Not the first time I've read through to the end of a Marcus Chown and realised that, though there are some good stories and some nice linking of events and people, I'm not much better educated about the subject matter than when I started. Perhaps I should stop reading the author! ...

    Growing up in rural Connecticut presented some difficulties, namely, finding anything to do. Reading proved a dependable pastime and mostly I scrounged through whatever books were left laying around by my six older siblings. The Caine Mutiny, comic books, The Oxford Companion to Americ...

    Since the book is written in 2017, it has an advantage of being definite about gravitational waves. It gives the book a promising start and defines its central focus on gravity. It is divided into three parts - first one dealing with classical gravity (aka Newton), second one with spac...

    The only downside of this book was the reader (I listened to the audio). When she kept her natural British accent she was fine, but whenever she switched to accents when quoting Einstein (German) or American accents, she sounded ridiculous; that was distracting. Her American accent sou...

    I really enjoyed this read. The first two sections (Newton and Einstein) were really clear and written with humour and I enjoyed the historical context given, but none of it was at the expense of glossing over the science which I really appreciated. It also didn't shy away from discuss...

    Chown writes about the most brilliant minds in science, especially Newton and Einstein. Those early sections of the book were interesting, reading about who these individuals were, and how they came to the discoveries they made. The later sections, getting into string theory, quantum...

    Some concepts required further reading, but otherwise, this is a splendid book that presents a perceptive view into what gravity really is. Highly recommended to anyone who is curious about the major developments and seeking basic explanations regarding this topic - from Newton to Eins...

  • Sara
    Sep 04, 2017

    Marcus Chown is one of the UK's best writers on physics and astronomy - it's excellent to see him back on what he does best. Here we discover our gradual approach to understanding the nature of gravity - the 'ascent' of the title - which, though perhaps slightly overblown in the words ...

    As the story goes, in 1666 Isaac Newton watched an apple fall from a tree, and it was this simple action that gave him the inspiration to develop the theory and the mathematics that was first published in 1687 in Philosophić Naturalis Principia Mathematica (Mathematical Principles of ...

    I did a double review of two books for the Wall Street Journal, so posting it under both titles! The Ascent of Gravity Marcus Chown Pegasus On Gravity A. Zee Princeton Gravity has become a hot topic in science, with the discovery of gravitational waves, ripples in the fabric...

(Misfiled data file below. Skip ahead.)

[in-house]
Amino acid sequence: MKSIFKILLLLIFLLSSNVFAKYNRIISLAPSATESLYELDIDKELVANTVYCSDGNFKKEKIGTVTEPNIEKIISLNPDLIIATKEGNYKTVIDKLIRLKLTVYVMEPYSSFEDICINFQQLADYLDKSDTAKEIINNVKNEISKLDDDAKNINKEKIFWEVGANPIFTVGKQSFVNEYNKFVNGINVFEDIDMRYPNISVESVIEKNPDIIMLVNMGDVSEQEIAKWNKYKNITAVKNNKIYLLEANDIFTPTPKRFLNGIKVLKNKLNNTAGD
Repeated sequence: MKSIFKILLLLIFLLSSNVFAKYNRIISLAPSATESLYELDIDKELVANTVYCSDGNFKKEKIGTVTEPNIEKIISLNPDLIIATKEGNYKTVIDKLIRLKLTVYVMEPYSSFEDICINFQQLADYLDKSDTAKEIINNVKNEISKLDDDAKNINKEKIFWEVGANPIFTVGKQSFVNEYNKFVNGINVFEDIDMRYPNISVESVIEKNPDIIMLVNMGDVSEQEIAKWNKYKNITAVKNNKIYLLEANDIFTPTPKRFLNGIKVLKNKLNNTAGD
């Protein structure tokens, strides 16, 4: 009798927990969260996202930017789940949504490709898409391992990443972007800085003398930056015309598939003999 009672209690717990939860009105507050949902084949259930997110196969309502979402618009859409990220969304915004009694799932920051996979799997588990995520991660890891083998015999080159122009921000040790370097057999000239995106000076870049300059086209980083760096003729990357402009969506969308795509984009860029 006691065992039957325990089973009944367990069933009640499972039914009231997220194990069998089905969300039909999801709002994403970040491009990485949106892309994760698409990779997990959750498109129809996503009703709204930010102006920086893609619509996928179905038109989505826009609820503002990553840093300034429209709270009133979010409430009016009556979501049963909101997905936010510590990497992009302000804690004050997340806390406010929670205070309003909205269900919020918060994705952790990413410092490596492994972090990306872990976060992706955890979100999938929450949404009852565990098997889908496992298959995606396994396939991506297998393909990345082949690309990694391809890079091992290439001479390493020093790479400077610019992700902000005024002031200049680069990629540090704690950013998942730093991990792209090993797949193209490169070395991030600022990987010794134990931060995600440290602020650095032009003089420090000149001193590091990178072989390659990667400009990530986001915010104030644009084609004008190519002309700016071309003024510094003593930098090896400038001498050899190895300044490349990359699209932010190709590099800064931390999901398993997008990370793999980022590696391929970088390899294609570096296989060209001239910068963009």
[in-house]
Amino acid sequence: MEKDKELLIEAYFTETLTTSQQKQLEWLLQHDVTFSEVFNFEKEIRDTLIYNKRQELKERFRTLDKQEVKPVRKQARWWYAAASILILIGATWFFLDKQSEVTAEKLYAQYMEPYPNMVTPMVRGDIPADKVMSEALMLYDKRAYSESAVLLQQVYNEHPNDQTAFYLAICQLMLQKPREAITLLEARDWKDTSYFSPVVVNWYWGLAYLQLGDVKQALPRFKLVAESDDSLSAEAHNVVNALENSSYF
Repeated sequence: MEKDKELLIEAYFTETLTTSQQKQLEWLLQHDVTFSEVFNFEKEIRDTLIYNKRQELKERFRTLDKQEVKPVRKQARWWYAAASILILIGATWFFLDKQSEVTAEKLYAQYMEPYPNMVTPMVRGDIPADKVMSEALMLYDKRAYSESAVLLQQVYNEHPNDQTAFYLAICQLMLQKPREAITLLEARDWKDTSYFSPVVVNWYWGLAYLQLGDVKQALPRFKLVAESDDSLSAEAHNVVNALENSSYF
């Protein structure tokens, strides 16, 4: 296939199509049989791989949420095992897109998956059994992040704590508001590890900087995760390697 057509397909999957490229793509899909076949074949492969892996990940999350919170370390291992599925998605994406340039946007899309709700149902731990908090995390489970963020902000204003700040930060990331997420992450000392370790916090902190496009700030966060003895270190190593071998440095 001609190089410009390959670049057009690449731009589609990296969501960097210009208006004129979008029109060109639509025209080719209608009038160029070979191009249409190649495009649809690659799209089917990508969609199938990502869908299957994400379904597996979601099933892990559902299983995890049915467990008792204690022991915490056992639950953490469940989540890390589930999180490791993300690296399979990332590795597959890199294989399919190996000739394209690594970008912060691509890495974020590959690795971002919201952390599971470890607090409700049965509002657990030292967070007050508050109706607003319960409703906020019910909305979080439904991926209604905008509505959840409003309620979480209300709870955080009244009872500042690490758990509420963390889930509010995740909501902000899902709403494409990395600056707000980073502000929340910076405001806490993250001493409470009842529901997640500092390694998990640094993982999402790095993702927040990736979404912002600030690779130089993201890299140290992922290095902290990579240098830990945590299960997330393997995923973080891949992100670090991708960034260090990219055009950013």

From Newton to Einstein to the present theories of cosmology. Chown takes us through a universe which shows itself to be a dichotomy of truths. Everyone knows that gravity is an attractive force..right? Well it appears that it also has a dark side which is helping the universe to expan...

    Gravity is one of those concepts everyone thinks they understand, only occasionally discovering that their notions of gravity are identical to those held in the time of Newton. Curiously enough, just as in every other area of scientific inquiry, there have been significant new discover...

    Not the first time I've read through to the end of a Marcus Chown and realised that, though there are some good stories and some nice linking of events and people, I'm not much better educated about the subject matter than when I started. Perhaps I should stop reading the author! ...

    Growing up in rural Connecticut presented some difficulties, namely, finding anything to do. Reading proved a dependable pastime and mostly I scrounged through whatever books were left laying around by my six older siblings. The Caine Mutiny, comic books, The Oxford Companion to Americ...

    Since the book is written in 2017, it has an advantage of being definite about gravitational waves. It gives the book a promising start and defines its central focus on gravity. It is divided into three parts - first one dealing with classical gravity (aka Newton), second one with spac...

    The only downside of this book was the reader (I listened to the audio). When she kept her natural British accent she was fine, but whenever she switched to accents when quoting Einstein (German) or American accents, she sounded ridiculous; that was distracting. Her American accent sou...

    I really enjoyed this read. The first two sections (Newton and Einstein) were really clear and written with humour and I enjoyed the historical context given, but none of it was at the expense of glossing over the science which I really appreciated. It also didn't shy away from discuss...

    Chown writes about the most brilliant minds in science, especially Newton and Einstein. Those early sections of the book were interesting, reading about who these individuals were, and how they came to the discoveries they made. The later sections, getting into string theory, quantum...

    Some concepts required further reading, but otherwise, this is a splendid book that presents a perceptive view into what gravity really is. Highly recommended to anyone who is curious about the major developments and seeking basic explanations regarding this topic - from Newton to Eins...